She kept all this to herself, however. It was Dai-yu who spoke next. She had been struck by Li Wan’s mention of a happy event, and said with some excitement:
‘There was once a family of farmers who had a thorn-bush. There were three sons in the family, and one day these three sons decided to leave home and go their sepa?rate ways. No sooner had they gone than the thornbush began to fade away and die. But some time later the brothers began to yearn for each other’s company, re?turned home and were reunited. And at once the thorn?bush began to flourish again. So you see plants follow closely the fortunes of the people to whom they are attached. Now Cousin Bao is devoting himself seriously to his studies, which pleases Uncle Zheng, which pleases the crab-trees, which is why they are flowering!’
This went down very well with Grandmother Jia and Lady Wang.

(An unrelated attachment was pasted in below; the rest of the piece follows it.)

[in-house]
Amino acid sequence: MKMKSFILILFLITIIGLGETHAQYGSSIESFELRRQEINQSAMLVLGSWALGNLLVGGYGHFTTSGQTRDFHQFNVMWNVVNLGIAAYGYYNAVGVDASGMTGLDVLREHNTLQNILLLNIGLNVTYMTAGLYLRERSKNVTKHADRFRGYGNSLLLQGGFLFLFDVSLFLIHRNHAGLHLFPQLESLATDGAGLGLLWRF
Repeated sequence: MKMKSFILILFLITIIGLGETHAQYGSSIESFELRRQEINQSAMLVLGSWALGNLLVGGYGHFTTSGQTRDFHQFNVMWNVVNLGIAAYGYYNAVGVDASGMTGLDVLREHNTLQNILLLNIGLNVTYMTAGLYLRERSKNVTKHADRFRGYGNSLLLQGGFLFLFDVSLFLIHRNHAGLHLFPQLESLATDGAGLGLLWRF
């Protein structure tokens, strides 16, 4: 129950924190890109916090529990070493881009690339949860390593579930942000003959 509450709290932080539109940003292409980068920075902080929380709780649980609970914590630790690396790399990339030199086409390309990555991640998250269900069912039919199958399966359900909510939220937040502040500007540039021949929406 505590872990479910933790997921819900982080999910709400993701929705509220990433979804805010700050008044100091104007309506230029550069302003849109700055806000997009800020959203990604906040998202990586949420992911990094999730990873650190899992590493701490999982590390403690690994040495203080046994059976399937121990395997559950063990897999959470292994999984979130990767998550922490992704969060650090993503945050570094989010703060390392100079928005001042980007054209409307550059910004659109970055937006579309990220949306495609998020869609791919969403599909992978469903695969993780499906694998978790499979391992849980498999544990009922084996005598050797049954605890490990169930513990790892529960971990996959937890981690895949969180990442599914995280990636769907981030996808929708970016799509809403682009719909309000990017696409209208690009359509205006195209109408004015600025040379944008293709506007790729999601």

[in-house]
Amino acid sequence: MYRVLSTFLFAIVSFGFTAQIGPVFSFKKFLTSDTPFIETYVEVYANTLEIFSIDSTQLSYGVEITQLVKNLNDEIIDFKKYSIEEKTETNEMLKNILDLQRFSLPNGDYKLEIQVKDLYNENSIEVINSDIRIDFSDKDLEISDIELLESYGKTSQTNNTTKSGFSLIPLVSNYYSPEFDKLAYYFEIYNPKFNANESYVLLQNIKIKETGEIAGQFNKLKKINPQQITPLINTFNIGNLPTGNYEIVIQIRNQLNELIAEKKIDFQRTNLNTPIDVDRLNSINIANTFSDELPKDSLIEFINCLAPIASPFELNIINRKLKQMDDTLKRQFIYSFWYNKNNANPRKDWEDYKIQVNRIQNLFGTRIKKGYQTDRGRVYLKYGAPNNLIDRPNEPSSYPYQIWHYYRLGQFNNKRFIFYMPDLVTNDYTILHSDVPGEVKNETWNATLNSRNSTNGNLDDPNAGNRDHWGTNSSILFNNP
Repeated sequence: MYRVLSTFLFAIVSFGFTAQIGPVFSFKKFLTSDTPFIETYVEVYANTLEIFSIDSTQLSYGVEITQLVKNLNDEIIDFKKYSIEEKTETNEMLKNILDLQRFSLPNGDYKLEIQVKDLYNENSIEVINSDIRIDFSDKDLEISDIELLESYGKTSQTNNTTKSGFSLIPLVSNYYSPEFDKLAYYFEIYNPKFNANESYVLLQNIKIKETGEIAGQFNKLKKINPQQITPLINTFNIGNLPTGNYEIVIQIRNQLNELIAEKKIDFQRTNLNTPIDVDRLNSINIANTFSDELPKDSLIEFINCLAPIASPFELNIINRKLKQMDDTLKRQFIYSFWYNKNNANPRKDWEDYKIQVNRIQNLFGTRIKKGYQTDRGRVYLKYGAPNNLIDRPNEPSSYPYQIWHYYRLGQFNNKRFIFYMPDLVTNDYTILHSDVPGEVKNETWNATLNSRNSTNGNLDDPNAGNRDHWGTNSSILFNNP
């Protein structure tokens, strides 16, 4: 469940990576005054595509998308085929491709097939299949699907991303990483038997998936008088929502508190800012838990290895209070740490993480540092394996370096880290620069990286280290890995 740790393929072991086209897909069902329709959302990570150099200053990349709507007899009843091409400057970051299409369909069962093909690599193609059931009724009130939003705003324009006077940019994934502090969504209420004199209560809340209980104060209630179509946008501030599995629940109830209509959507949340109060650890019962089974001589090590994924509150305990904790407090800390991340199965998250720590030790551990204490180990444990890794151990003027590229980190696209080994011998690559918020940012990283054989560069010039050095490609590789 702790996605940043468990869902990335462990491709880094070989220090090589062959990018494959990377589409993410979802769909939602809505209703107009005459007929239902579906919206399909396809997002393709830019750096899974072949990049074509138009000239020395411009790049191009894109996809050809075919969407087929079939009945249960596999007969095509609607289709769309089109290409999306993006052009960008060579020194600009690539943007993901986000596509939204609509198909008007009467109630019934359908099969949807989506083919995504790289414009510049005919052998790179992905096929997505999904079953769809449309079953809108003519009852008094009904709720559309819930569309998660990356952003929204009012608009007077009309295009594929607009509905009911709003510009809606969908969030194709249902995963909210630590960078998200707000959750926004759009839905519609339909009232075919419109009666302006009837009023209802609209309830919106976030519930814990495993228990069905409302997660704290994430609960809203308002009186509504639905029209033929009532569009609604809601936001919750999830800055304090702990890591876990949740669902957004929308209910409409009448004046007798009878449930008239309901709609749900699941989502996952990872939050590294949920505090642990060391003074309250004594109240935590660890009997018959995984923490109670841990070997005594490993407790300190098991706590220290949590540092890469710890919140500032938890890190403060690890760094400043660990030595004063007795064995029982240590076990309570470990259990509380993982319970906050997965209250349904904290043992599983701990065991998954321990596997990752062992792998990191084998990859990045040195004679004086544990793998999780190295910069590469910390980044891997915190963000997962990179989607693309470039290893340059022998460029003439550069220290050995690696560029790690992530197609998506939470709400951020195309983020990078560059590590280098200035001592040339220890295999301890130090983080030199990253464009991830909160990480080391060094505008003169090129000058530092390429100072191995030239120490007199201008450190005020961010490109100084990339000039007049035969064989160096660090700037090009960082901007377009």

‘What a well-chosen story! Such an interesting idea!’
Jia She and Jia Zheng now arrived to view the flowers, accompanied by Jia Huan and Jia Lan. Jia She spoke first.
‘Cut them down. That’s what I say. There’s evil work afoot here.’
‘On the contrary,’ said Jia Zheng. ‘Leave them alone. Evil manifestations thrive on such superstition. Ignore them and they disappear.’
‘What’s all this?’ interrupted Grandmother Jia testily. ‘We’re all gathered here to witness a happy event. Why do you have to start talking about manifestations and what-have-you? When there’s good luck then enjoy it while you can. I’ll take care of any bad luck. I forbid you to utter another word of such gloomy nonsense.’
This silenced Jia Zheng, and he and Jia She effected an awkward departure. Grandmother Jia was unperturbed and determined to enjoy herself.
‘Send someone to the kitchen,’ she said. ‘We want wine and some nice things to eat. We’ll have a little party. I should like you, Bao-yu, Huan and Lan, each to write a poem to celebrate the occasion. Miss Lin has been unwell so she can be excused. If she feels up to it she can help you boys polish yours.’
Turning to Li Wan she continued:
‘You and the others come up and have some wine with me.’
‘Yes Grannie,’ said Li Wan, then turning to Tan-chun she laughed and said:
‘This is all your fault, Tan!’
‘What do you mean?’ protested Tan-chun. ‘We’ve been let off the poetry-writing – my fault for what?’